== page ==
Despite being made illegal 13 years ago, the custom of initiation rites, or hazing, is still common at French universities, according to a report from anti-hazing organization CNCB (Comité national contre le bizutage).

"/> Despite being made illegal 13 years ago, the custom of initiation rites, or hazing, is still common at French universities, according to a report from anti-hazing organization CNCB (Comité national contre le bizutage).

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Female students are ‘main victims of hazing’

Despite being made illegal 13 years ago, the custom of initiation rites, or hazing, is still common at French universities, according to a report from anti-hazing organization CNCB (Comité national contre le bizutage).

The practice, known as bizutage in French, involves older students requiring new arrivals to take part in activities that often involve large amounts of alcohol, nudity and humiliation.

“Girls are the main victims of hazing,” said Marie-France Henry, the president of the CNCB, at a press conference on Tuesday. “The sexual humiliations are more violent than for boys and simulated acts of forced fellatio are frequent.”

CNCB published the results of a survey among parents on Tuesday which showed that 92 percent believe hazing rituals can lead to “serious psychological traumas.” 78 percent agreed that the practices are a “humiliating ordeal.”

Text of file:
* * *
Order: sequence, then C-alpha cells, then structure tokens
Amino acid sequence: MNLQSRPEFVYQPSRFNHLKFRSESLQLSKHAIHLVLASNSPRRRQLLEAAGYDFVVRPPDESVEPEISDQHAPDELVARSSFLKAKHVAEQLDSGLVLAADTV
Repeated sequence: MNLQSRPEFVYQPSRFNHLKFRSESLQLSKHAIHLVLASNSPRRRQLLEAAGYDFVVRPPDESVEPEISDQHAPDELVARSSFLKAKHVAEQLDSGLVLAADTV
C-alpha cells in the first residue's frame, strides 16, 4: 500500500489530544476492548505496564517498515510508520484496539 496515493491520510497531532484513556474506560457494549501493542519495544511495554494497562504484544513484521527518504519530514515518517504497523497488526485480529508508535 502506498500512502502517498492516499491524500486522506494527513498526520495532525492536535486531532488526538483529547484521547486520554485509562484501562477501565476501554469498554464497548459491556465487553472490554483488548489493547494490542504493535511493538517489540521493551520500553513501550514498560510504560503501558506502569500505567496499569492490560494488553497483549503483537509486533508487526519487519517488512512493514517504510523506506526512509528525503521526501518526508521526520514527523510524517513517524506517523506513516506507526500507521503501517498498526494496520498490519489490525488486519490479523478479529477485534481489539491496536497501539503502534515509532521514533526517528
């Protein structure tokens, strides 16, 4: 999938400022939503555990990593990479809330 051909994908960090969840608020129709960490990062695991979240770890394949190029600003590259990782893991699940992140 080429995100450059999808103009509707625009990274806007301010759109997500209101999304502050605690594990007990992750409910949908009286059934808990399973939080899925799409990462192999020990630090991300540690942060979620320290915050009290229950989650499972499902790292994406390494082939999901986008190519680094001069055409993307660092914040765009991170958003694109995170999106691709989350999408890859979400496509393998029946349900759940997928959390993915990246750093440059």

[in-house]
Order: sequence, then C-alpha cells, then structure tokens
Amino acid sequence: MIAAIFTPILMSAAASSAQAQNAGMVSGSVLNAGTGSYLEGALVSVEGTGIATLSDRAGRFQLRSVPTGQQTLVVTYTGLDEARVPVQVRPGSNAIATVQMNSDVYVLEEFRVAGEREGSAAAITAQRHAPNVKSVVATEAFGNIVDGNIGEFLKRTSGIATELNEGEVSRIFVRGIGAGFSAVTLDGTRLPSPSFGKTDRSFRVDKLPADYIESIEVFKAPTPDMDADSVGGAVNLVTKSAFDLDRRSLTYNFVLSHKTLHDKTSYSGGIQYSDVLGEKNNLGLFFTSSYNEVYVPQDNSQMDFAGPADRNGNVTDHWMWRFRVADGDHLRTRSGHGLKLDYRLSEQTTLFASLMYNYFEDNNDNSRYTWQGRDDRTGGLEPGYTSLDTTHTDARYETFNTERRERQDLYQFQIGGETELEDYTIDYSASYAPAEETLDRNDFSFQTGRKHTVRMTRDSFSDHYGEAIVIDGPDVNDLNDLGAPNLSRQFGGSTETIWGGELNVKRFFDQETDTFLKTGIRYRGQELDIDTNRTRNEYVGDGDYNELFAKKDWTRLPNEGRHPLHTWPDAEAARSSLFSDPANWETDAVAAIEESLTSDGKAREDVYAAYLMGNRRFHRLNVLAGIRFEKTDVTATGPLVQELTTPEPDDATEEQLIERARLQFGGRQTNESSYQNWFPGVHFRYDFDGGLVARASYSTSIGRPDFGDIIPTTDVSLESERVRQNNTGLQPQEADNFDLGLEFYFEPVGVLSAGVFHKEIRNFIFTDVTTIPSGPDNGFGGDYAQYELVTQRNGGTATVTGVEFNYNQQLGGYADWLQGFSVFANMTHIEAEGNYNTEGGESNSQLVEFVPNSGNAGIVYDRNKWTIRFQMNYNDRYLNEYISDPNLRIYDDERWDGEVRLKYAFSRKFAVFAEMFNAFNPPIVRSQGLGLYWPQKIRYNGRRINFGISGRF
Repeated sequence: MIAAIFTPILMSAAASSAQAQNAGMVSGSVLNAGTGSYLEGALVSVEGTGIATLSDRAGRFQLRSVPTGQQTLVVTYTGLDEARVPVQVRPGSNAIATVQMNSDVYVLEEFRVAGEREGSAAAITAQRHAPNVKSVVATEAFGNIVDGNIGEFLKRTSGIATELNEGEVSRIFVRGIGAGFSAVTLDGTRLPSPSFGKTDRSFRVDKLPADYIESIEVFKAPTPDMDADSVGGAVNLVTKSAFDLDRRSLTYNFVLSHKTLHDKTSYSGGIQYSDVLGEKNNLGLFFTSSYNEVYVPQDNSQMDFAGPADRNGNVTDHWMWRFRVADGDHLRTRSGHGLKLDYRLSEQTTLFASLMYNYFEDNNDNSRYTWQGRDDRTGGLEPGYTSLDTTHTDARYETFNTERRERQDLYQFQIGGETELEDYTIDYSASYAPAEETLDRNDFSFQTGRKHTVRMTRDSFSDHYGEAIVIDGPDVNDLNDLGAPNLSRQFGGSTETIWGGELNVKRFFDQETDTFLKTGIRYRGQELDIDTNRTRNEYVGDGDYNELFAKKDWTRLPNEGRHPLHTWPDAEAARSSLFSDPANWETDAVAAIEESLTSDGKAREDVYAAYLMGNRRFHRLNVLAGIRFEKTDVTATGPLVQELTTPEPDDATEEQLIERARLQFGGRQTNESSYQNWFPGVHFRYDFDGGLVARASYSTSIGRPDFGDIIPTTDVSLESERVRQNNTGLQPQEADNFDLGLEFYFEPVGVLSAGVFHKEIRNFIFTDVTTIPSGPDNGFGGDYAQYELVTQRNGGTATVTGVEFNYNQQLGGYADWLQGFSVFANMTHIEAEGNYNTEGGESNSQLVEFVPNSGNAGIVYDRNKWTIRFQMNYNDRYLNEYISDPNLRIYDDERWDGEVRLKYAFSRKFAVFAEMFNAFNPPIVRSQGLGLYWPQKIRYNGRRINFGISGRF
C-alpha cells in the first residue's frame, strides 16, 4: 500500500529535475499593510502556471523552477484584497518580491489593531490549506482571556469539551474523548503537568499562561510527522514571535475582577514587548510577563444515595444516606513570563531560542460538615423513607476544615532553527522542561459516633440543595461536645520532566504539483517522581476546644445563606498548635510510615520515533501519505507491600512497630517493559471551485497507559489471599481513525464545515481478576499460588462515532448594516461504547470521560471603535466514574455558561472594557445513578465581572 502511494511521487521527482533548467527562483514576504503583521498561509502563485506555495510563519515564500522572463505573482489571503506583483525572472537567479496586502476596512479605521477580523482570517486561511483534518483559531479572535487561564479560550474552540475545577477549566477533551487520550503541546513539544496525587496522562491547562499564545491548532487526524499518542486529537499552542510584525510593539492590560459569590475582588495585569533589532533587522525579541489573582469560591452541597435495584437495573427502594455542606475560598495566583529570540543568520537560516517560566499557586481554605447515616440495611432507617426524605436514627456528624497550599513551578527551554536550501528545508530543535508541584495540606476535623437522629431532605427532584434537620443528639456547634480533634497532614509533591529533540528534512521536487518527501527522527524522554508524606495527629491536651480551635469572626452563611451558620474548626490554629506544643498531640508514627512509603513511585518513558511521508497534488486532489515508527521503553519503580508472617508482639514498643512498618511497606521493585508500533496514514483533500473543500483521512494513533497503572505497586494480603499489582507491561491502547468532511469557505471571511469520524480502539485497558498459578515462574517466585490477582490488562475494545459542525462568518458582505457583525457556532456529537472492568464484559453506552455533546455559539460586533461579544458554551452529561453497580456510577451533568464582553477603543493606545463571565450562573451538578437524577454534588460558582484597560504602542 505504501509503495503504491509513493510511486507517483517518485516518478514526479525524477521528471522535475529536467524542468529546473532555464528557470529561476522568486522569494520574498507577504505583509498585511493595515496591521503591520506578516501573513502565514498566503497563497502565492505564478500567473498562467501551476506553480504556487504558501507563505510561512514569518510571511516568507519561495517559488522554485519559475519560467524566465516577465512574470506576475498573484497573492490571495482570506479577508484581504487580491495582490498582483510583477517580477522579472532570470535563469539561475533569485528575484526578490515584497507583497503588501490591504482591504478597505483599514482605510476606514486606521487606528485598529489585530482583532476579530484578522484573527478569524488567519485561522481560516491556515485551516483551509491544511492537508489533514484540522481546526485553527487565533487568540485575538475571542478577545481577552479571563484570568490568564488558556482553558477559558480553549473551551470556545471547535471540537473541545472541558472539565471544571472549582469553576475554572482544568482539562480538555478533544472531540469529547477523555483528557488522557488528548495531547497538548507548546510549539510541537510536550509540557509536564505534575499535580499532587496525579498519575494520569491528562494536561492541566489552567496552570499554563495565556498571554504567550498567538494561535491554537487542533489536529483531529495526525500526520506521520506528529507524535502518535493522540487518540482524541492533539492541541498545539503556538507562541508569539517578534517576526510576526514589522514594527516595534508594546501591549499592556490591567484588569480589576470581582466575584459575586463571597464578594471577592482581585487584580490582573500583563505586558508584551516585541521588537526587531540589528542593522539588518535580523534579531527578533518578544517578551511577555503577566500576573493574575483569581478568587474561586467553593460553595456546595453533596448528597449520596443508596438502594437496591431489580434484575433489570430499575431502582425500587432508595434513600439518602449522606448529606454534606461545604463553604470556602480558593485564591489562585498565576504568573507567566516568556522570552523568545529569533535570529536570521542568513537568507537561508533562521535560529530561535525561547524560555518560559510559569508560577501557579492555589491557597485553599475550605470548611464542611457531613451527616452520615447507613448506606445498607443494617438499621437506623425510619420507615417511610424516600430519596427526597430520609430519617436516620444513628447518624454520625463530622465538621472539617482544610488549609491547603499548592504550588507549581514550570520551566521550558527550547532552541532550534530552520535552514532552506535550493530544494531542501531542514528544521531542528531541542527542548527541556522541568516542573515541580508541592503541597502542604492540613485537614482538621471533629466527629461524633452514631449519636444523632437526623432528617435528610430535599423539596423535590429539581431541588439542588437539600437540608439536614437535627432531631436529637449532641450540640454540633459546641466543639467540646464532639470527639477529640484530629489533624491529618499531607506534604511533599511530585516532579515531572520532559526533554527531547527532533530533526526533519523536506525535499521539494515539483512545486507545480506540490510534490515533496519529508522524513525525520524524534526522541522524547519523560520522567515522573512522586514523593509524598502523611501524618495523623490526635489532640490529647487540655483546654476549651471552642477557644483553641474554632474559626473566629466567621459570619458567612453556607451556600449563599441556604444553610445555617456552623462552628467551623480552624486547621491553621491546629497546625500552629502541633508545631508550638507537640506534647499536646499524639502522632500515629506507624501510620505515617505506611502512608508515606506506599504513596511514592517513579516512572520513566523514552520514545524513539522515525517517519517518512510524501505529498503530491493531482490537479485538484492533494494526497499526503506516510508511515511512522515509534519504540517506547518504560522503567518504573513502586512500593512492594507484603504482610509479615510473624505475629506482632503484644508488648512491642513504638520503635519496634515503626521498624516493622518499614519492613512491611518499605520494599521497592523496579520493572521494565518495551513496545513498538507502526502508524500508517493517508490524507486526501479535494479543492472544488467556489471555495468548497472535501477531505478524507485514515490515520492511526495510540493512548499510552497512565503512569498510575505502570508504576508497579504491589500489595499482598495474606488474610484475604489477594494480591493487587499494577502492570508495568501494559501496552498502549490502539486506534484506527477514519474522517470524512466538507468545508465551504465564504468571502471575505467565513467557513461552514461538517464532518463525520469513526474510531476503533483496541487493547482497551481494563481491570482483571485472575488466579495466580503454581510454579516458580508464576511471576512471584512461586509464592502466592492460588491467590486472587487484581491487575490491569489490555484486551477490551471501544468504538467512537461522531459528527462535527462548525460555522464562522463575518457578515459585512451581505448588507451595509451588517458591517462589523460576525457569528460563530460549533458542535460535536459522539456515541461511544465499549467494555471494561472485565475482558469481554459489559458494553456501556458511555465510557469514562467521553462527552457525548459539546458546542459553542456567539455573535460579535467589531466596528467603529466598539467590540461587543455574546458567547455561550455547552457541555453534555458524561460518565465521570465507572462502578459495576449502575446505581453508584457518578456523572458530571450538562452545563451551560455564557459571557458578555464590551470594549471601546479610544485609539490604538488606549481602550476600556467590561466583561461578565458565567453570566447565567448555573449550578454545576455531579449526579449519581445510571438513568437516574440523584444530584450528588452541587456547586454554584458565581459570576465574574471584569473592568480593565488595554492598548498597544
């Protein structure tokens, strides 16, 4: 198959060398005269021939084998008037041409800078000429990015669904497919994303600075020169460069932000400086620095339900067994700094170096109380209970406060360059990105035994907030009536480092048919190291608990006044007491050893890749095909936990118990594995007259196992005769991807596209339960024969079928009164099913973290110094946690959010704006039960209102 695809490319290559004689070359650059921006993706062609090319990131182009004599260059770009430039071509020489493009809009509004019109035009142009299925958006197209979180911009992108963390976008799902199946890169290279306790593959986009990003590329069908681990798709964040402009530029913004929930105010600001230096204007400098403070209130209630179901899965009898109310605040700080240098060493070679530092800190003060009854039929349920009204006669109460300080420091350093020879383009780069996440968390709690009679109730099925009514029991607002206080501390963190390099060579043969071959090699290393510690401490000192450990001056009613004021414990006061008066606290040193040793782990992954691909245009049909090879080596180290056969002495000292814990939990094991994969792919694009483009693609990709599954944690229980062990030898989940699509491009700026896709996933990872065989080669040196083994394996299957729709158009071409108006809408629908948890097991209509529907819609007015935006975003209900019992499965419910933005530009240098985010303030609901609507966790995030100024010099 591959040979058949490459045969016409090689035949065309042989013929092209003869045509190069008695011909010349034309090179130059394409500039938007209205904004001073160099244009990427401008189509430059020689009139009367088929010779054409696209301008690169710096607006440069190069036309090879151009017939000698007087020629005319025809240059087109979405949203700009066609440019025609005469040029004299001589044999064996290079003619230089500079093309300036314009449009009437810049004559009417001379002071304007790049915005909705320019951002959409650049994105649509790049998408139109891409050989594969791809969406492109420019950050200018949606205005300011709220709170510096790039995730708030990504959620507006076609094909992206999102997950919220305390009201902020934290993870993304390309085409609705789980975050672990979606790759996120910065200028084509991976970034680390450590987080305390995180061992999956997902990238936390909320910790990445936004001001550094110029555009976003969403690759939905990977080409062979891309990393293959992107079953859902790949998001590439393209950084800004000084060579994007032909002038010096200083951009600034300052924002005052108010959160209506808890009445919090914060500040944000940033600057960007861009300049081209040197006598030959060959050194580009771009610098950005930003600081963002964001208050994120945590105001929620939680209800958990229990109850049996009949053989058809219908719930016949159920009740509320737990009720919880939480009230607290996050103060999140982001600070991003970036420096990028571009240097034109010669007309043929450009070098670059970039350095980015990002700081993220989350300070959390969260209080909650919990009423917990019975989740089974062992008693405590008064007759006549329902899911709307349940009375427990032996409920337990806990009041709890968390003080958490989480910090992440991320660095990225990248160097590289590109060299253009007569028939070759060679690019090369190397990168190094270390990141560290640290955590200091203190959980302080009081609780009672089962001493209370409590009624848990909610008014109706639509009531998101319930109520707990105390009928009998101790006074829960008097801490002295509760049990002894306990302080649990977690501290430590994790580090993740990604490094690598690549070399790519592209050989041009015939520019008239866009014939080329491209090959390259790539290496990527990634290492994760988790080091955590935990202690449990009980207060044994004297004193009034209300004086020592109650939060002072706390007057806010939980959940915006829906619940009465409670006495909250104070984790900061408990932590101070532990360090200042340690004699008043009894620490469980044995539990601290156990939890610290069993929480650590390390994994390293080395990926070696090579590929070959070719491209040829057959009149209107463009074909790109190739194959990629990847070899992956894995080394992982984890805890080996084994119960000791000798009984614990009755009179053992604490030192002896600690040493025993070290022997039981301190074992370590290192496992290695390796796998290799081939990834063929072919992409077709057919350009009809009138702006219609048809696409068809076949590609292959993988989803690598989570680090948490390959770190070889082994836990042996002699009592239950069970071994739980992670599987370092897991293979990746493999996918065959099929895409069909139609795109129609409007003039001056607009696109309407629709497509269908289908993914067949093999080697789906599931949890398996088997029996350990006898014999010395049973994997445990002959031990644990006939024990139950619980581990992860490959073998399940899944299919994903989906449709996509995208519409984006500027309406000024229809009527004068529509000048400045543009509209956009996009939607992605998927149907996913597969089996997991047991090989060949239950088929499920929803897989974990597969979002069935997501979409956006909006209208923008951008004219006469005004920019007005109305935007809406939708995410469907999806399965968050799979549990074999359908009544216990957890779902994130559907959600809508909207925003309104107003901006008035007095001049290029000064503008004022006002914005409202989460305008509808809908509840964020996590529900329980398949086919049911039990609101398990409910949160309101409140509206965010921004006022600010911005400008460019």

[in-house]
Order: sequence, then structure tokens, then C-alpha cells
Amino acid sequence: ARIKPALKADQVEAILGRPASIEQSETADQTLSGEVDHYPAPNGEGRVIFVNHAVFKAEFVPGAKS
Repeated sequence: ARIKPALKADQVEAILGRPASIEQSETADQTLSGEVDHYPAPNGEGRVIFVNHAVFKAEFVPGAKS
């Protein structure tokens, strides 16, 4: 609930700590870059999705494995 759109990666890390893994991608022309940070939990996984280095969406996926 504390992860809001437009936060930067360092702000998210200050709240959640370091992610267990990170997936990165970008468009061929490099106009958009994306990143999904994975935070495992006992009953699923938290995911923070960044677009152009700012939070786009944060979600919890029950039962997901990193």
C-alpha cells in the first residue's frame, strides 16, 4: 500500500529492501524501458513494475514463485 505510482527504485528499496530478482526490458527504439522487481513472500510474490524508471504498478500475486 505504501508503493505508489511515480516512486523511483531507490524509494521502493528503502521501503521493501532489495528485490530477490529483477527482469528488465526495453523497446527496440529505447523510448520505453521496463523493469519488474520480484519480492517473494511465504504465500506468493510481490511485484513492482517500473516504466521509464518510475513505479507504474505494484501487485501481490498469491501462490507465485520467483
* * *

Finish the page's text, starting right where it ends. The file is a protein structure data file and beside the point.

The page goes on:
The practice was made illegal in 1998 by former Socialist presidential candidate Ségolène Royal when she was an education minister. Penalties include a €7,500 fine and up to six months imprisonment.

Newspaper Le Parisien spoke to a number of students who recounted their own unpleasant experiences of hazing. 

Floriane, a 21-year-old student in Paris, told how two female students, handcuffed and in their underwear, were forced to find the key for the handcuffs with their mouths in a tin full of dog food. 

“In the showers, I saw girls in tears because people had taken pictures of them when they were naked,” she said.

Michael, a medical student in his third year, told the newspaper he was forced to take part in a game of ‘artistic vomiting’, which required drinking different coloured cocktails and then vomiting to create a rainbow effect on the ground. As a final pièce-de-résistance the resulting mess was cleaned up with curtains that were then draped across the competitors.

The minister responsible for higher education, Laurent Wauquiez, wrote to university heads two weeks ago to remind them to be “vigilant” about hazing practices in their institutions.